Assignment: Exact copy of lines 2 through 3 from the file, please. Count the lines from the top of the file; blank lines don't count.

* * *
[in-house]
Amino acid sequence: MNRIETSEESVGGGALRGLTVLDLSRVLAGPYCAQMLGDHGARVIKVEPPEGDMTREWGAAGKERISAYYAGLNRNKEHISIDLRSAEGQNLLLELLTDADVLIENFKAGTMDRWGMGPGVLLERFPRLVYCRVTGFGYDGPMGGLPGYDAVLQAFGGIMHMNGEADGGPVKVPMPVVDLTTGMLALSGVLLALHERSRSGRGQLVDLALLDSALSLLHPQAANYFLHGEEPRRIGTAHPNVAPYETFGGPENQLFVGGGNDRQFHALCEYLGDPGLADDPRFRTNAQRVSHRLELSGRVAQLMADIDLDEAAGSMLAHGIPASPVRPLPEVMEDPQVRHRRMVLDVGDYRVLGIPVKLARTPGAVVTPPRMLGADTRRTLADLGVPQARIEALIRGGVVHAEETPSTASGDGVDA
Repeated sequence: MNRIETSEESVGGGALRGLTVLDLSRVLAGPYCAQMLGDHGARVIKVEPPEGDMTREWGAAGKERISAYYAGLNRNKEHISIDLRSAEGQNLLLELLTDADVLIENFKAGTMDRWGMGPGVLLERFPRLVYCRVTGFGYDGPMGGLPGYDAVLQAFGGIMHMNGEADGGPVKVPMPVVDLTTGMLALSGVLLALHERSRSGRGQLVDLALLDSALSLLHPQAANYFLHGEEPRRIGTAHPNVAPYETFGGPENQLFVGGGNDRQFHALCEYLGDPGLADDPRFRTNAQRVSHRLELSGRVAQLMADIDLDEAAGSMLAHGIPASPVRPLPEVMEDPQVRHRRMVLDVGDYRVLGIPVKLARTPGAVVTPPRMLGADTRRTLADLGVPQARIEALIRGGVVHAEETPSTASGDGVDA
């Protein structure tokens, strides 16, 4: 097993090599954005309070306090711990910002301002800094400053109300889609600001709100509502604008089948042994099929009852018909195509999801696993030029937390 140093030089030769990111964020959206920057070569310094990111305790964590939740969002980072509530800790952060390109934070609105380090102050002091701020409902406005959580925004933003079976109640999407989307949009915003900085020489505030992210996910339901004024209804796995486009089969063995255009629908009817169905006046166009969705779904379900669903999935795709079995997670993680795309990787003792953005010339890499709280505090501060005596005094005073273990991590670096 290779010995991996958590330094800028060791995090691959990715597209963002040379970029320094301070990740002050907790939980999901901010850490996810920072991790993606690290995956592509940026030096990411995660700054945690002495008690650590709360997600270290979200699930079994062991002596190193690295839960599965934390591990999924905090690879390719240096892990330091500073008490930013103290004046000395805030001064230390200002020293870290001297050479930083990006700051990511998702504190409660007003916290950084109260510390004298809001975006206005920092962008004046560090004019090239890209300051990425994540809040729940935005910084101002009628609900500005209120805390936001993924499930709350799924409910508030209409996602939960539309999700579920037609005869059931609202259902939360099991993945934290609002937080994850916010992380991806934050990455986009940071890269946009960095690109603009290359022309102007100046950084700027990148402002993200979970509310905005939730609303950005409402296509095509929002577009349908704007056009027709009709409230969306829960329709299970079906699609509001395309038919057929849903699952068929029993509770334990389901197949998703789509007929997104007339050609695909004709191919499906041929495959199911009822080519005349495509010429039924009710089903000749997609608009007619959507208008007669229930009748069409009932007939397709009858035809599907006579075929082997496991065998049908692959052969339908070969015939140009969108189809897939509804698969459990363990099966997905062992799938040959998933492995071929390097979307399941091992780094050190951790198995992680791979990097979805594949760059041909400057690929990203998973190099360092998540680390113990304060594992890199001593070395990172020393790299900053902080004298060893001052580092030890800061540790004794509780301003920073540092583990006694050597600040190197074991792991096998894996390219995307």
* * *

Amino acid sequence: MNRIETSEESVGGGALRGLTVLDLSRVLAGPYCAQMLGDHGARVIKVEPPEGDMTREWGAAGKERISAYYAGLNRNKEHISIDLRSAEGQNLLLELLTDADVLIENFKAGTMDRWGMGPGVLLERFPRLVYCRVTGFGYDGPMGGLPGYDAVLQAFGGIMHMNGEADGGPVKVPMPVVDLTTGMLALSGVLLALHERSRSGRGQLVDLALLDSALSLLHPQAANYFLHGEEPRRIGTAHPNVAPYETFGGPENQLFVGGGNDRQFHALCEYLGDPGLADDPRFRTNAQRVSHRLELSGRVAQLMADIDLDEAAGSMLAHGIPASPVRPLPEVMEDPQVRHRRMVLDVGDYRVLGIPVKLARTPGAVVTPPRMLGADTRRTLADLGVPQARIEALIRGGVVHAEETPSTASGDGVDA
Repeated sequence: MNRIETSEESVGGGALRGLTVLDLSRVLAGPYCAQMLGDHGARVIKVEPPEGDMTREWGAAGKERISAYYAGLNRNKEHISIDLRSAEGQNLLLELLTDADVLIENFKAGTMDRWGMGPGVLLERFPRLVYCRVTGFGYDGPMGGLPGYDAVLQAFGGIMHMNGEADGGPVKVPMPVVDLTTGMLALSGVLLALHERSRSGRGQLVDLALLDSALSLLHPQAANYFLHGEEPRRIGTAHPNVAPYETFGGPENQLFVGGGNDRQFHALCEYLGDPGLADDPRFRTNAQRVSHRLELSGRVAQLMADIDLDEAAGSMLAHGIPASPVRPLPEVMEDPQVRHRRMVLDVGDYRVLGIPVKLARTPGAVVTPPRMLGADTRRTLADLGVPQARIEALIRGGVVHAEETPSTASGDGVDA